Severe filter tilting leads to both reduced filter efficacy as well as reduced retrieval success once the filter is no longer indicated. In fact, many studies have found that the factor most associated with failed IVCF retrieval using standard techniques is filter tilt.[6] [7] [8] Although advanced retrieval techniques have higher success rates of up to 95%, severe tilt is also a leading factor associated with major complications during advanced techniques, including IVC dissection, IVC thrombus/stenosis, filter fracture with embedded strut, IVC injury with hemorrhage, and vascular injury from complicated venous access. Severe filter tilt can be managed with retrieval and replacement, but the process of having to retrieve and replace the existing filter is itself associated with procedural risks and longer radiation exposure.

An alternative option is correction during placement, but to the authors’ knowledge, the only published correction technique to date is the Amplatz wire technique presented by Knott et al in 2012. This technique involves advancing an Amplatz wire through a Y-connector side port on the filter sheath to “straighten” any IVCFs that appeared severely tilted while still partially unsheathed, successfully preventing 11 filter tilts that were studied. The major limitations of this study were that (1) the only filter type investigated was the Celect filter, which is only one of several different types of conical retrievable filters available, potentially limiting the application of this technique to the correction of other retrievable filters, and (2) as the authors stated in the study, the tilt measurements were performed before filters were fully deployed, which may overestimate the tilt angles.

In this study, we present a novel technique of using a Sos catheter to correct severely tilted IVCFs placed from a femoral approach, successfully correcting 27/28 (96.4%) filters. There were no major complications, and similar to the theoretical risk in the Amplatz wire technique of entangling the Amplatz wire to the filter struts, we experienced one case of entanglement between the catheter tip and the filter struts. This was easily corrected with maneuvering of the catheter and using a stiffer wire to straighten the catheter loop. Our technique was performed on three different types of conical filters with high success, increasing the applicability of this technique to all conical filters. Filter tilt was measured on postplacement venogram after full deployment of the IVCFs, increasing our confidence that all 28 filters met the inclusion criteria of being severely tilted.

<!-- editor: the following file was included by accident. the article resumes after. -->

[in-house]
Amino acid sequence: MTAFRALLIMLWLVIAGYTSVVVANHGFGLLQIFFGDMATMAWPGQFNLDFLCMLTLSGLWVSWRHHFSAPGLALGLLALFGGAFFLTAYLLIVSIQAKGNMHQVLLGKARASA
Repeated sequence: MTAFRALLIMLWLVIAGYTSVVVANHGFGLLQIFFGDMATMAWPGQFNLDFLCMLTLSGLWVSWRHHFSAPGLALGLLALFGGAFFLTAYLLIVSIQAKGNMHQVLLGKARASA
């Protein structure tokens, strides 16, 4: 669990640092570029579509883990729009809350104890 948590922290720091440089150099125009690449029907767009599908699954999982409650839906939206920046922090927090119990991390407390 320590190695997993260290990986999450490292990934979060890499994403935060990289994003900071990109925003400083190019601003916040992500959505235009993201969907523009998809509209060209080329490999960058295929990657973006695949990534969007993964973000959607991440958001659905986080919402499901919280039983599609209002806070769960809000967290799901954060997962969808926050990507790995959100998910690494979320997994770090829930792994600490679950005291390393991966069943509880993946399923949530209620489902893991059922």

It is important to note that the Sos catheter technique is meant to be performed the same day as filter placement. We observed anecdotally that if the tilt is not corrected within first few minutes of noticing the tilt, that is, waiting for arrival of the Sos catheter from the supply room, the subsequent correction becomes much harder, although still achievable. This is possibly due to embedding of filter struts within the wall of the vena cava even this early after placement. We recommend that this technique be utilized as quickly as possible after discovering the tilt. In our practice, we keep a Sos catheter ready on standby for all filter placements by the femoral route. When performing the correction, care must be taken to make sure the catheter tip does not cross the cone of the filter, as this will increase the risk of catheter−strut entanglement. It is also important to make sure that the catheter shaft is curved against the IVC wall on the side of the tilt for counter pressure, as otherwise the tilt may worsen.


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Conclusion

The Sos catheter technique to correct severely tilted IVCFs has a high success rate of 96.4%. This technique is safe and effective, obviates the need for filter retrieval and replacement, and can be considered an additional management option for severe IVCF tilt during placement from a femoral approach. Further studies are warranted looking at whether correcting severe filter tilt upon placement truly leads to improved IVCF efficacy, improved filter retrieval success, and/or reduced retrieval complications.


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Conflicts of Interest

None.

Acknowledgments

None.


Address for correspondence

Justin J. Guan, MD
Department of Radiology, University of Iowa Hospitals and Clinics
200 Hawkins Drive, Iowa City, IA 52242
United States   


  
Zoom Image
Fig. 1 Diagrams depicting filter tilt measurement and the Sos catheter technique. (a) The tilt angle is measured between the long axis of the vena cava and the long axis of the IVC filter. (b) The Sos catheter is reformed just underneath the filter, and the catheter tip is used to push the IVC filter tip toward midline. (c) The catheter shaft is curved against the vena cava wall for counter pressure while pushing the IVC filter tip back into alignment.
Zoom Image
Fig. 2 Correction of severe IVC filter tilt in a 75-year-old male using the Sos catheter technique. (a) Post IVC filter deployment venogram shows a severely tilted IVC filter, which measures 16.4°with respect to the vena cava midline. (b) A Sos catheter is then advanced over a Bentson guidewire and its tip reformed just underneath the IVC filter cone. (c) Catheter shaft is curved against the IVC wall, and catheter tip is used to push the filter tip toward the vena cava midline. (d) Catheter is removed and completion venogram taken to document amelioration of tilt.